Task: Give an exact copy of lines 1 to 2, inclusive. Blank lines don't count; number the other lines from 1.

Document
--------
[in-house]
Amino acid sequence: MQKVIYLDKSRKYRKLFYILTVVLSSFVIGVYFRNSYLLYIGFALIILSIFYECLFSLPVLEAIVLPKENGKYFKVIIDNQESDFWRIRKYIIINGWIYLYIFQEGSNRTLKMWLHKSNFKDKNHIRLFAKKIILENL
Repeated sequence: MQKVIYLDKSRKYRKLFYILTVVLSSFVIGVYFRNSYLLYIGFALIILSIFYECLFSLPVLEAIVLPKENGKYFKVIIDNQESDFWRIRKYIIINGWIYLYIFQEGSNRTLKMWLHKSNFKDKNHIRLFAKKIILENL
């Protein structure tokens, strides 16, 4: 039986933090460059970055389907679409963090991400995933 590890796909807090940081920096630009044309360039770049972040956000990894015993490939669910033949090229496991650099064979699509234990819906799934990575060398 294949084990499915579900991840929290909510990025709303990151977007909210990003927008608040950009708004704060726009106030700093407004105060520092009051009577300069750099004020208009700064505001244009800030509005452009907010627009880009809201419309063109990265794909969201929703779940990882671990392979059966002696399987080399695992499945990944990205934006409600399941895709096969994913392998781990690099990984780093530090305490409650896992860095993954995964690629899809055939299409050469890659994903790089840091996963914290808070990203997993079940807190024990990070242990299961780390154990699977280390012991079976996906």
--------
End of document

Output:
[in-house]
Amino acid sequence: MQKVIYLDKSRKYRKLFYILTVVLSSFVIGVYFRNSYLLYIGFALIILSIFYECLFSLPVLEAIVLPKENGKYFKVIIDNQESDFWRIRKYIIINGWIYLYIFQEGSNRTLKMWLHKSNFKDKNHIRLFAKKIILENL